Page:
This Stage is known as the Rapid Eye Movement (REM) sleep as well as irregular breathing and pulse rate with the body immobilized and extremely relaxed. REM sleep is also strongly associated with ones dream as this is the stage where most dreams occur. Scientist suggests the reason for the extremely relaxed muscular activities is so one will not act out the dream physically. REM is important to daytime performance and may contribute to memory consolidation. EEG becomes desynchronized while EOG results stated that eye movement at this period will be darting back and forth, while muscles recordings from EMG demonstrates relaxation reflexes. This stage has been said to be ‘paradoxical’ of sleep where EEG recordings are similar towards a person being awake. Each of the sleeping cycle contains a number of REM sleep cycles. At a typical 8 hour sleep, each person will encounter about 4 to 5 bouts of REM sleep process. http://wikiofscience.wikidot.com/science:sleep

By smoking weed, you suppress the REM sleep, and with that you also suppress a lot of important functions of that REM sleep. According to Dr. Hamburger, the body recovers from the rebound effect on its own over time. “It is a temporary attempt to catch up on all the dreaming you missed when you were smoking weed. It usually goes away after two to three weeks,” he saidhttps://www.cannabis.info/en/how-use-affects-sleep-ability-dream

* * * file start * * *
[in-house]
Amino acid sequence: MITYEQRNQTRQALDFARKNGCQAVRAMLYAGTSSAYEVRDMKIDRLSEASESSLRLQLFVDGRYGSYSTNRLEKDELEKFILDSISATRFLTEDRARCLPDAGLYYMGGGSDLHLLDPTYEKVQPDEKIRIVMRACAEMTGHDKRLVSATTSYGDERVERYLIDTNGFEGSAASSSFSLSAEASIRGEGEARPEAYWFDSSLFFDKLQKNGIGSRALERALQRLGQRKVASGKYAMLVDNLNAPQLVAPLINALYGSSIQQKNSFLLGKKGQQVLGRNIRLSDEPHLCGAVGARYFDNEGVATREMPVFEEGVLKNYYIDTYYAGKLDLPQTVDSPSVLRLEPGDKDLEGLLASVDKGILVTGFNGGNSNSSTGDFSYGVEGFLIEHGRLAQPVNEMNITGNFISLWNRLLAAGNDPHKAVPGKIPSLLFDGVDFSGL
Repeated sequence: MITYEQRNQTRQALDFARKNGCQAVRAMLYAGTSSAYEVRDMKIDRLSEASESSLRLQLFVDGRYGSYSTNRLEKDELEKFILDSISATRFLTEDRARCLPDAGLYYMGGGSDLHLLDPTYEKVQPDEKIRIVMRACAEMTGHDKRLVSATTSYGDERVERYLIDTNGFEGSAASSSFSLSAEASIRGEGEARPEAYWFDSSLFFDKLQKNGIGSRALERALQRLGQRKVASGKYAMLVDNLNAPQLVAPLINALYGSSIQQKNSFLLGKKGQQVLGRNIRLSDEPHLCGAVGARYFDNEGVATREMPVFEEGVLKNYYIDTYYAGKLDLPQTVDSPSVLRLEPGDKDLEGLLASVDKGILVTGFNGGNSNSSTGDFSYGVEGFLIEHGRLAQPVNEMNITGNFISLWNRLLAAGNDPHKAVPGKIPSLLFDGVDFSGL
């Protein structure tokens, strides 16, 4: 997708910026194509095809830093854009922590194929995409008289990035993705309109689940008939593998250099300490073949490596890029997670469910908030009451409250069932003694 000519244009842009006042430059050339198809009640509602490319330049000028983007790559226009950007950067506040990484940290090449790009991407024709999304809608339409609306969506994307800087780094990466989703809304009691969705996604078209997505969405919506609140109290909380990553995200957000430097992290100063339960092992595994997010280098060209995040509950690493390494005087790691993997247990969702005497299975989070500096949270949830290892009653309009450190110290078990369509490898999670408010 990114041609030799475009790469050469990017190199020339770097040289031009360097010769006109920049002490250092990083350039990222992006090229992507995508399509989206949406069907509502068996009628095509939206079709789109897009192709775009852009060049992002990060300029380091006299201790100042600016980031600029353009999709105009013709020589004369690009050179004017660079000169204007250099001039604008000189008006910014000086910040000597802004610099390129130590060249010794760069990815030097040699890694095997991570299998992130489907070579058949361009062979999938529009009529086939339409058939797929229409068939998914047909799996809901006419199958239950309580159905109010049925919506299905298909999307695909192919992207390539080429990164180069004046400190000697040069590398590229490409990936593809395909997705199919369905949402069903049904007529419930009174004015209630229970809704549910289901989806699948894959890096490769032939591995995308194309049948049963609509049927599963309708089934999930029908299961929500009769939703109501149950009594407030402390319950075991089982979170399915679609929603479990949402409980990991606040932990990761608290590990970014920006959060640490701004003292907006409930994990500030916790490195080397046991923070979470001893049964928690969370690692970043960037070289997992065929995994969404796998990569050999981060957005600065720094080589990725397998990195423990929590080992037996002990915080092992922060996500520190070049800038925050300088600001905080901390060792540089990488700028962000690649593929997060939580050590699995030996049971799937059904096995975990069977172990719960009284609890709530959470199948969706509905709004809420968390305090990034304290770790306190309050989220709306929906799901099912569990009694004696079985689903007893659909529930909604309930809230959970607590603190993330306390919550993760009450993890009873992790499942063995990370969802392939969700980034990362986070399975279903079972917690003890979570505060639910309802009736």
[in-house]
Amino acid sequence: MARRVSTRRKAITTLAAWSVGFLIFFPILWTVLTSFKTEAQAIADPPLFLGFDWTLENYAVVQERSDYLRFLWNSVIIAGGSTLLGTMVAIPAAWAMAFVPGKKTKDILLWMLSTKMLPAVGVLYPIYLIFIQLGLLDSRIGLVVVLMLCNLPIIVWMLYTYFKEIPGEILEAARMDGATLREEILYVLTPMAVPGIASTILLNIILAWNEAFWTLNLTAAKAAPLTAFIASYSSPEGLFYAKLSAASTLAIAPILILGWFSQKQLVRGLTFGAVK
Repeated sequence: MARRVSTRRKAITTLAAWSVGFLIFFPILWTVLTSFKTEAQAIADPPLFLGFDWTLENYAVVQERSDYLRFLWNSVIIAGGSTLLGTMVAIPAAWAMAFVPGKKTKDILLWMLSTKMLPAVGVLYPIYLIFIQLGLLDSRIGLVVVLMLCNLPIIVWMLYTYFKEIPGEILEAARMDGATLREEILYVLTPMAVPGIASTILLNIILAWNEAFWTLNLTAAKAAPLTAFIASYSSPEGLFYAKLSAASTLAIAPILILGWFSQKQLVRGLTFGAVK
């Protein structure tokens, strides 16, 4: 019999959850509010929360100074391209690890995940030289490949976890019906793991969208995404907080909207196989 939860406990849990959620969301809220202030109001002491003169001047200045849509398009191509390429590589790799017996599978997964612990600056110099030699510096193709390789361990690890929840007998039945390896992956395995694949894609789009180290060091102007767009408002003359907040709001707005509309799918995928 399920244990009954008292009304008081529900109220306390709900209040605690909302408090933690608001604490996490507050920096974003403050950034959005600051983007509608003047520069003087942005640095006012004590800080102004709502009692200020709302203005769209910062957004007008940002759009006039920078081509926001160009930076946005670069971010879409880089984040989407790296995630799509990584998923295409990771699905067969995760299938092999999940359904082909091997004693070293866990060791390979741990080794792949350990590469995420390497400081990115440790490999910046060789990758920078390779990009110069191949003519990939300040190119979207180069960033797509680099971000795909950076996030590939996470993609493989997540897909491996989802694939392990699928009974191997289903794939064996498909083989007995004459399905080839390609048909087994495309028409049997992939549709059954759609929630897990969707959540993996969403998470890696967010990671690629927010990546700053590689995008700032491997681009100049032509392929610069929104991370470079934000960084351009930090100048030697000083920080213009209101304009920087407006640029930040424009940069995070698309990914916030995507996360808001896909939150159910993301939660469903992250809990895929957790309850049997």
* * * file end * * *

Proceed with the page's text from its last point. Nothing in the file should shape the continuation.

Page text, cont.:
Cravings:

If this does not get you to relapse then nothing will. You may even dream in one of your many crazy vivid dreams that you are actually smoking weed. You’ve got to understand that the very first thing you do in the morning is wake and bake as soon as you wake up you get high, right? Craving weed is the same way you crave anything else you’ve ever had and enjoyed. Once you’ve experienced something and you’ve enjoyed it then you want to have that experience again. Cravings are  a strong desire to use and a constant thinking about using. These thoughts and feelings can lead to obsessing and that can lead you back down the path of using again and relapse. Cravings are a common symptom of cannabis addiction withdrawal and one of greatest contributing factors that led us to introduce the world to VEJOVIS™.

Irritability:

The quality or state of being irritable. “symptoms include insomnia and irritability” synonyms: irascibility, testiness, touchiness, grumpiness, moodiness, grouchiness, (bad) mood, cantankerousness, curmudgeonliness, bad temper, short temper, ill humor, peevishness, crossness, fractiousness, pettishness, crabbiness, tetchiness, waspishness, prickliness, crankiness, orneriness;

Anxiety:

Is caused by the brain compensating for the THC it received while having cannabinoids it its system. This may inhibit the ability to feel comfortable in social situations. Nervousness characterized by a state of excessive uneasiness and apprehension, typically with compulsive behavior or panic attacks.

Depression:  

A mood disorder marked especially by sadness, inactivity, difficulty in thinking and concentration, a significant increase or decrease in appetite and time spent sleeping, feelings of dejection and hopelessness.

Depersonalisation:

Is usually the result of intense anxiety and may result in loss of sense of self. Depersonalization can consist of a detachment within the self regarding one’s mind or body, or being a detached observer of oneself. Subjects feel they have changed and that the world has become vague, dreamlike, less real, or lacking in significance.